Jaap's Mechanical Calculators Page

Felix

The Felix-M Calculator


Felix M
   Video
History
Patents
Links


Felix M

The Felix-M Arithmometer is a very basic pinwheel machine made in Kursk, Russia. It has 9 digits of input, a 13 digit register, and an 8 digit counter. The input has no display register, and the counter has no carry mechanism. Depite being made in the 1960s or 1970s, the clearing of the register and of the counter are done by turning old-fashioned wingnuts rather than levers. Its design has stayed virtually the same since the first iteration of this machine in the late 1920s.

The input clearing mechanism is based on the one used by Odhner. Pushing the small metal slider to the left moves a comb to block the input slots. A partial turn of the crank then causes all the input pins to hit the comb and shift up to the zero position. Most pinwheel machines have a system that prevents you from reversing the direction midway through a turn of the crank. The Odhner disables this when the comb is deployed for clearing the input. On the Felix this system was done away with completely, so it is possible to change direction midway and this can cause incorrect results.

The Felix M Arithmometer
The Felix M Arithmometer
The Felix M Arithmometer
The Felix M Arithmometer
The Felix M Arithmometer
The Felix M Arithmometer
The Felix M Arithmometer
The Felix M Arithmometer
The Felix M Arithmometer
The Felix M Arithmometer
The Felix M Arithmometer
The Felix M Arithmometer
The Felix M Arithmometer
The Felix M Arithmometer
The Felix M Arithmometer
The Felix M Arithmometer


The serial number is on the front of the carriage, and is H235,875. Note that the first letter is the Cyrillic H, equivalent to the letter N of the latin alphabet. This is probably a very late production, say 1976.

The Felix M Arithmometer
The Felix M Arithmometer
The Felix M Arithmometer
The Felix M Arithmometer
The Felix M Arithmometer
The Felix M Arithmometer
The Felix M Arithmometer
The Felix M Arithmometer
The Felix M Arithmometer
The Felix M Arithmometer
The Felix M Arithmometer



Video

Here is a video where I demonstrate the Felix M.




History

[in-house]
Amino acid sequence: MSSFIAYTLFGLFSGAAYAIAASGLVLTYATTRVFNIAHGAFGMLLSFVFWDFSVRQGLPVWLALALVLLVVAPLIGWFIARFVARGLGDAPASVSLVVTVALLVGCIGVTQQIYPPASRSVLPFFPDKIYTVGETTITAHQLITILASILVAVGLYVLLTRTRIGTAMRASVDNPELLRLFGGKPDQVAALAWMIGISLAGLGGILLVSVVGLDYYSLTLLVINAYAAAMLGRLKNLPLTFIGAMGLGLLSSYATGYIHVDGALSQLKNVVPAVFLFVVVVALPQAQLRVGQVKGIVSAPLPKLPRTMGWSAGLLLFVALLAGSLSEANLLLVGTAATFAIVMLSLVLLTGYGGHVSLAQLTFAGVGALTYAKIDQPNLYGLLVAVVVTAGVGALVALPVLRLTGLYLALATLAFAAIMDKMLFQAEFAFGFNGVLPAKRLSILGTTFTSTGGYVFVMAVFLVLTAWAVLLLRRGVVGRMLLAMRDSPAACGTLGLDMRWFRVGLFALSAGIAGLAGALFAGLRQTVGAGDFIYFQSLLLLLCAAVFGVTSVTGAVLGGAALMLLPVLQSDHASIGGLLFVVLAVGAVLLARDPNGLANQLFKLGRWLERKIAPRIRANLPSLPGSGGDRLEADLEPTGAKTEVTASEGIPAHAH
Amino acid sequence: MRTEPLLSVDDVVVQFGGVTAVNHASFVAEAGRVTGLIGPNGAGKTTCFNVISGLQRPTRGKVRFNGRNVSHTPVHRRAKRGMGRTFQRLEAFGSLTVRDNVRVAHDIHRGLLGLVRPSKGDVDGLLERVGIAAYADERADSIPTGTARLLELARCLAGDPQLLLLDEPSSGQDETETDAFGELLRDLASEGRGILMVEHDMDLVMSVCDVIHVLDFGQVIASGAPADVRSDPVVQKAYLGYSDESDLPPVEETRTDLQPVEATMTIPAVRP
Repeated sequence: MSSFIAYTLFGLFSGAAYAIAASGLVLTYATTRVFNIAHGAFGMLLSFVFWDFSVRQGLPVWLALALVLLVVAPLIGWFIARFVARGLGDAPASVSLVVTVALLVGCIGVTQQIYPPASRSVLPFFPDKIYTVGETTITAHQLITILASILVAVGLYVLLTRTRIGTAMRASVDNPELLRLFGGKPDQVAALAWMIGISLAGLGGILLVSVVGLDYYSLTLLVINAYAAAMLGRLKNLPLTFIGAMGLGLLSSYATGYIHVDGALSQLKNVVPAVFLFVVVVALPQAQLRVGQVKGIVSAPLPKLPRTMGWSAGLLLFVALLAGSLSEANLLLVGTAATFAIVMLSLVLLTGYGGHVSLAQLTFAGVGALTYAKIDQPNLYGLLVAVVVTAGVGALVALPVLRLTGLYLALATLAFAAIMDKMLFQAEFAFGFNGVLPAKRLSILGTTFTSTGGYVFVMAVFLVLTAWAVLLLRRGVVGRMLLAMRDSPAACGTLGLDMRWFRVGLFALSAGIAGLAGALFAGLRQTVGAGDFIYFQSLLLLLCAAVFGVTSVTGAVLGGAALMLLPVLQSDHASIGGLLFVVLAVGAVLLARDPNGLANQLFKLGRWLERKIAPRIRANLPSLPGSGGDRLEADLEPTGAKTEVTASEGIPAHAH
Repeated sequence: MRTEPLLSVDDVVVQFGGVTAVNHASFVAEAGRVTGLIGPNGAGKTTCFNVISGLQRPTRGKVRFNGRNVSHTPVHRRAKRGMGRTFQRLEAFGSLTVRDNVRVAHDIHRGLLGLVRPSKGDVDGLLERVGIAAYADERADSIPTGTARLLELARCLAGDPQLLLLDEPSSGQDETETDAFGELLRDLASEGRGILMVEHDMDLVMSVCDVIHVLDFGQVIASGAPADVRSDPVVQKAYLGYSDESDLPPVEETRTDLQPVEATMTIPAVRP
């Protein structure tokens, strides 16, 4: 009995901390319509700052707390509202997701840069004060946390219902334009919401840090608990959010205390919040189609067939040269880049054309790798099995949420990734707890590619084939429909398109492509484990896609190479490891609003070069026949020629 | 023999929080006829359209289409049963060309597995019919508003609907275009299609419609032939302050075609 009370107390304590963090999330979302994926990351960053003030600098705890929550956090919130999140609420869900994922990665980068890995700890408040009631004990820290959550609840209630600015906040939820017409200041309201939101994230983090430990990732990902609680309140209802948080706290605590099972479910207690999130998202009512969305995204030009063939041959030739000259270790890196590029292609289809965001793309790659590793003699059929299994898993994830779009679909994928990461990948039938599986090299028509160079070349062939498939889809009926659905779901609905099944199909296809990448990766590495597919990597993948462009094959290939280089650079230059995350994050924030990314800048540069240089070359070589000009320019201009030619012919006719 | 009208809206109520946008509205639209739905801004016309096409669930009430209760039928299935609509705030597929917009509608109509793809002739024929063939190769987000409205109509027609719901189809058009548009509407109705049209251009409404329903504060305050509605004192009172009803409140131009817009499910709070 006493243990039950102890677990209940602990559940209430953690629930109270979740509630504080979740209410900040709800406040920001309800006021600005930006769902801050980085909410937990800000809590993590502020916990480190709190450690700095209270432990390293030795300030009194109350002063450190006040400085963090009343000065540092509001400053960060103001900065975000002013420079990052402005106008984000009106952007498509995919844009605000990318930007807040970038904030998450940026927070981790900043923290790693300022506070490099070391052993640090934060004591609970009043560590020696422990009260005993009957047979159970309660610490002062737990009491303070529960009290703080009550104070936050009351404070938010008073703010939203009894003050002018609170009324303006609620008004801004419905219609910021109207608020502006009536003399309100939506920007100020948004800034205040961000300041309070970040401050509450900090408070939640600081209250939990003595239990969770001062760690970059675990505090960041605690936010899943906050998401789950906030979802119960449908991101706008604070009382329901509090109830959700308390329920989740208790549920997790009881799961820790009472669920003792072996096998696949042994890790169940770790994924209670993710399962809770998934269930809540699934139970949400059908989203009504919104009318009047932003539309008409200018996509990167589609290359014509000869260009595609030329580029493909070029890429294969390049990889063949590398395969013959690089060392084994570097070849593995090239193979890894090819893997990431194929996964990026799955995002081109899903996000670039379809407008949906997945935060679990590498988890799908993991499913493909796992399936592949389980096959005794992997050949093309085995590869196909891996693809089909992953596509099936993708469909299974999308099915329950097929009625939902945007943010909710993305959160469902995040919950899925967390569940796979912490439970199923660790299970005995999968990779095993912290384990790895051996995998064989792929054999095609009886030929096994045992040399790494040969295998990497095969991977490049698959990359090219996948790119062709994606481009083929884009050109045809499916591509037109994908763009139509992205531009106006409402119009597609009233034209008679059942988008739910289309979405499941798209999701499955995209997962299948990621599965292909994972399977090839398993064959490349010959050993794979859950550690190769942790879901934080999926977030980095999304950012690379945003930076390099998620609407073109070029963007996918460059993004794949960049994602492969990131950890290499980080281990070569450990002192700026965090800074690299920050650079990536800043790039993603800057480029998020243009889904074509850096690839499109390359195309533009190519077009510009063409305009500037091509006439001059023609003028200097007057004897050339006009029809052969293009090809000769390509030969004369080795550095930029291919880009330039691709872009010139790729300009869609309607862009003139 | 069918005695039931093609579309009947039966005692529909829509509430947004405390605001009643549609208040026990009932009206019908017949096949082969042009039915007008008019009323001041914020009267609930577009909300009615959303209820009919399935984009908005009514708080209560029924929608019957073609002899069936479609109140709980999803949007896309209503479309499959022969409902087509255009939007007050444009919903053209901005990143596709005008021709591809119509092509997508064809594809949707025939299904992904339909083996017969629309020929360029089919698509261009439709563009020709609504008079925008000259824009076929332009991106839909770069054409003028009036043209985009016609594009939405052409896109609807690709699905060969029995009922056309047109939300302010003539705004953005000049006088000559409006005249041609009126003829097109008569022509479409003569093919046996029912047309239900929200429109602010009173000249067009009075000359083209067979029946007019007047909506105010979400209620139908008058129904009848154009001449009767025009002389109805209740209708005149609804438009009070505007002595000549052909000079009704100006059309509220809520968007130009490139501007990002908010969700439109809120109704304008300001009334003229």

Soon after the Russian revolution happened in 1917, the Odhner calculator factory in St Petersburg was taken over. It had been run by Alexander Odhner ever since his father died in 1905. Odhner fled to Sweden to rebuild his company there from scratch. It is unclear whether the Russian factory produced any calculators during the following years of civil war and the few years after that.

In 1925 the machinery was transferred to the Sushevsky company in Moscow, where calculator production was restarted. This move was orchestrated by Felix Dzerzhinsky, who from 1924 was in charge of rebuilding the Russian economy. During the civil war Dzerzhinsky had been in charge of the Cheka, the organisation responsible for finding and eliminating any counter-revolutionary threats and other political enemies. The many summary executions that were carried out earned him the nickname Iron Felix. This organisation then became the OGPU, the new secret police, which eventually came to be the KGB.

Dzerzhinsky died in 1926, and the calculator factory was renamed the Dzerzhinsky factory in his honour. From about 1929 its calculators were named Felix. These remained in production until 1941, when the factory was moved to Kirov and switched to making other items for the war.

In about 1948 the Felix calculator was put into production again, but now in other factories. At first this was in the factory at Pensa where they also made various clones of Facit models, but later it was mostly produced in the Kursk factory. In about 1960 the machine became the Felix-M, though I do not know exactly what changes were made, if any. A great many were made every year, at its peak several hundred thousand. It remained in production until as late as 1978, so several million machines were made all together.


Patents

The Felix does not have patents of its own as far as I know, so I have included here the early Odhner patents on which the Felix is based.

PatentFiling datePublish dateNameDescription
DE 7,39319-11-187819-11-1878Königsberger & CoPinwheel Calculator
See also: US 209,416
CH 4,57821-11-189121-11-1891Willgodt Theophil OdhnerImproved calculator
See also: SE 3,264, US 514,725



Links

Rechner lexikon has articles on the Russian Odhner, Felix, and Felix M. There are also some Felix manuals.
Rechenmaschinen Illustrated has a page of Russian Odhner and Felix machines.
Chris Vande Velde has a Felix M identical to mine.
John Wolff has a Felix and a Felix M.
MechanicalCalculators has a Felix.
typewriterbook.ru has a page of manuals including a Felix instruction manual (PDF).
The Museum of Soviet Calculators has a nice page for the Felix M.
The History of Computing has a page for the Felix M comparing it to the Odhner.
Wikipedia has a page about Felix Dzerzhinsky, and a Russian page about the Felix Arithmometer.
dedpodaril.com is a Russian antiques site which has a nice page about the Felix M with mechanism video.


© Copyright 2022 Jaap Scherphuis, .